Inspirational Stories

Inspiring stories from our cities and villages

It’s a remarkable time in India. Our cities and villages are progressing and prospering economically and socially. This blog brings stories from three of these places. These are indeed examples to follow and celebrate.

  1. A crime-free village in Maharashtra

 Anandwadi village in Maharashtra’s Latur district seems no different from most villages in the country to a casual onlooker. But extraordinary, it truly is. Here is why:

  • Nearly every single home in this little village is owned in the name of a woman. This decision was taken collectively by the whole village in a gram sabha meeting. Nyanoba Chame, one of the members of the gram sabha, spoke to the Times of India, noting that this move was taken in a bid to counter a patriarchal mindset. She said, “Like we bring the goddess Laxmi to our house every Diwali, we decided to honour our ‘Laxmis’ (wives/daughters) by taking this decision. Women shouldn’t feel the need to be dependent on anyone since they run the home. Why shouldn’t they also own it? This will also help to get rid of the patriarchal mindset of people.”
  • In addition, this village is also crime free. There hasn’t been a single police case lodged in the past 15 years.
  • More than 410 residents of the village have also pledged to become organ donors. because of that, in order to ensure the good health of its residents, the village has successfully banned smoking and tobacco as well. Isn’t this incredible!?

Article source: The Better India. Read the full piece here.

  1. A city committed to going green in small, effective ways

Some time ago, Hyderabad dweller, civil engineer and management graduate Manvitha Reddy found herself questioning the urban lifestyle. Tackling the problem of organic food and green gardens, she realised “that people were willing to pay 4-5 times more for organic food, but there was no authentication of whether the food was organic or not.”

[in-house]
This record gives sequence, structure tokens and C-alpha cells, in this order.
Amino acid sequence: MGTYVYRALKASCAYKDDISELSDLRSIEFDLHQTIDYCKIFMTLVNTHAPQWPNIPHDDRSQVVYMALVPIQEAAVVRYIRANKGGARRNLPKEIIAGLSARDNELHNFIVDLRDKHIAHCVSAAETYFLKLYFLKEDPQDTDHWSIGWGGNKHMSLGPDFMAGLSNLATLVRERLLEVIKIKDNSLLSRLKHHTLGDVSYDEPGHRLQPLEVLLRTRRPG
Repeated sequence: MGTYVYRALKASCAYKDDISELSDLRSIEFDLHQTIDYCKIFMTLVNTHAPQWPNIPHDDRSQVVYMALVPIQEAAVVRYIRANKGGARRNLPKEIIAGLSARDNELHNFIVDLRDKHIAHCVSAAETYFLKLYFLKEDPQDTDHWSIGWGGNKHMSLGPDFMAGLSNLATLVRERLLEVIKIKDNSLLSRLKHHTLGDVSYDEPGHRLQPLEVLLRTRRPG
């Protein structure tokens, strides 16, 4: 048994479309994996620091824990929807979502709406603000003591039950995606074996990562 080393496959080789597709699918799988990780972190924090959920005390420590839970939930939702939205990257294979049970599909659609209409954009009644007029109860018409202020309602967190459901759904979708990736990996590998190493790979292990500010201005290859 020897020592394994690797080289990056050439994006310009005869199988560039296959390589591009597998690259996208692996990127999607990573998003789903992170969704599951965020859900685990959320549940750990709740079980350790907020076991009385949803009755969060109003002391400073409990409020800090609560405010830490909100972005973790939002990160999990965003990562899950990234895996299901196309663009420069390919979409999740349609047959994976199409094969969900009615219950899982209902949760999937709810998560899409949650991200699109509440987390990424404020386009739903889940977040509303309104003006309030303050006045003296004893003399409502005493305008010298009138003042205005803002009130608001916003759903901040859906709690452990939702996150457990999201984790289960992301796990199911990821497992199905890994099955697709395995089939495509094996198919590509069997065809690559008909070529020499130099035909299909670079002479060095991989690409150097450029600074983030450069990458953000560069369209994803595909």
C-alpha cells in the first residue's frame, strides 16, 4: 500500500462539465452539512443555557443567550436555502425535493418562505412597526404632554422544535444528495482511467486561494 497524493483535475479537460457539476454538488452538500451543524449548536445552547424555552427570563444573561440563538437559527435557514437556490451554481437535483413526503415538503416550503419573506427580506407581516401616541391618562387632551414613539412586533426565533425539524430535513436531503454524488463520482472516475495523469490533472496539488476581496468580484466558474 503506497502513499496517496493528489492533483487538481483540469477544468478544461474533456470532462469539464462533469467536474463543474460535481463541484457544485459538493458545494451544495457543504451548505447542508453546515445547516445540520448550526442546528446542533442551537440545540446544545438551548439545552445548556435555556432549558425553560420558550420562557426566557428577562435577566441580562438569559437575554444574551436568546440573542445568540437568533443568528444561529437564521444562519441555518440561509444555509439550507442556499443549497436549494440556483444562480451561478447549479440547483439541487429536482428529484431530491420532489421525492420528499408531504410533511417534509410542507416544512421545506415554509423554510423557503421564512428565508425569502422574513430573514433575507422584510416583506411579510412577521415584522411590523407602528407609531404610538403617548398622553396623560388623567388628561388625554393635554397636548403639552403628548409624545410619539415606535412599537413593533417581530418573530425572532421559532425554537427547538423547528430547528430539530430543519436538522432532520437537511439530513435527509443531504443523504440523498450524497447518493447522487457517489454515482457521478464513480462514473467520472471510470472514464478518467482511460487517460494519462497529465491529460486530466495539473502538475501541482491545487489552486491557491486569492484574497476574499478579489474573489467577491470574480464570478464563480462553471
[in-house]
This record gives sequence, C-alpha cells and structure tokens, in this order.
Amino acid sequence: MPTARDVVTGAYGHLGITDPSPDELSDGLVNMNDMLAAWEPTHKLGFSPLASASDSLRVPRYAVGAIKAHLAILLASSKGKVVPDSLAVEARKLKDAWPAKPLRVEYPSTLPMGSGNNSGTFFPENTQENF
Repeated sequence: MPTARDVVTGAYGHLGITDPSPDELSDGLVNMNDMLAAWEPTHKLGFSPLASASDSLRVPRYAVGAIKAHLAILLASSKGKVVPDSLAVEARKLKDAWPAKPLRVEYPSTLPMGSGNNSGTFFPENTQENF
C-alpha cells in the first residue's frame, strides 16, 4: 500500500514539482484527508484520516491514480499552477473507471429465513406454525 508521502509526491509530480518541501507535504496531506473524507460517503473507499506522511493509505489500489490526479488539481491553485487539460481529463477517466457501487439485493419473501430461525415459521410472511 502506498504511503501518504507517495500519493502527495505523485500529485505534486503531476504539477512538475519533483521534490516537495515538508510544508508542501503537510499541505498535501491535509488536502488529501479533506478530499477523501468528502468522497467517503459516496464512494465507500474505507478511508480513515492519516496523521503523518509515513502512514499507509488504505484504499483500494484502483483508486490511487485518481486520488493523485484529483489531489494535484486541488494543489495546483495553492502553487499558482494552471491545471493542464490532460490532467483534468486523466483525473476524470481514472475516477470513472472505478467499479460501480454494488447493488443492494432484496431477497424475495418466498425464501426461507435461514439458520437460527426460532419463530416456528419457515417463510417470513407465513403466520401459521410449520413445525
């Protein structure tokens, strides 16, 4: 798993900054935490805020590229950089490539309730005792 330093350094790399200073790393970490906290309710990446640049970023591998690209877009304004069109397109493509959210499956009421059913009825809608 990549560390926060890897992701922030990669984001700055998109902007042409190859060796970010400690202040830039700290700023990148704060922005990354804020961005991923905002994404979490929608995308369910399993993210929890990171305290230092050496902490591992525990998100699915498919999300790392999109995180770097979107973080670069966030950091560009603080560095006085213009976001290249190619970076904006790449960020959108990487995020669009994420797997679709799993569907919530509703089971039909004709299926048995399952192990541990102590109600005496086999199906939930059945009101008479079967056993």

Her mother introduced her to a solution called ‘Organoponics’, a Cuban method of growing green and planting one’s own vegetables in small, cramped spaces. Even rooftops.
Today, Manveena’s venture, that offers urban farming units, measuring 15 sq ft, can be set up to grow a variety of regular and exotic vegetables and herbs. They have already covered more than 400 st ft of rooftops and are soon expanding to multiple gated communities in the region. She also educates people through one-on-one sessions and social media interactions.
Article source: The Better India. Read the full piece here.

  1. Inclusive playgrounds for children in Mumbai, Rajkot, Lucknow and Sonepat

 Playgrounds – such a fundamental need! We can’t imagine our childhoods without them. However, not all playgrounds are designed in an inclusive fashion, especially for special children.
Tackling this problem head on are two graduates of NID, Ahmedabad. In college, Aditi Agrawal and Anjali Menon took a course called Design for Special Needs, which required them to frequently visit a school run by the Blind People’s Association (BPA).
During these visits, they would sit through the classes and observe their teaching methodology. It was then they realised that while visually-impaired children had many activities to undertake within their classrooms, they seldom got the opportunity to go out and experience playing outdoors.
From this experience, their venture, Gudgudee was born. Gudgudeeis about designing play experiences that were inclusive in nature, where children of all abilities could play. They integrate sensory elements like tactile and sounds in their play spaces.
Their playgrounds are now schools of cities like Mumbai, Rajkot, Lucknow and Sonepat.
Article source: The Better India. Read the full piece here.
It is amazing to see what active citizens in cities and villages can do. There’s so much to learn from them! Desh Apnayen salutes all these communities of people working tirelessly to create change. If you have come across a similar story, please share it as a comment to this blog.
Let’s learn and grow from these experiences and make our cities and villages great.

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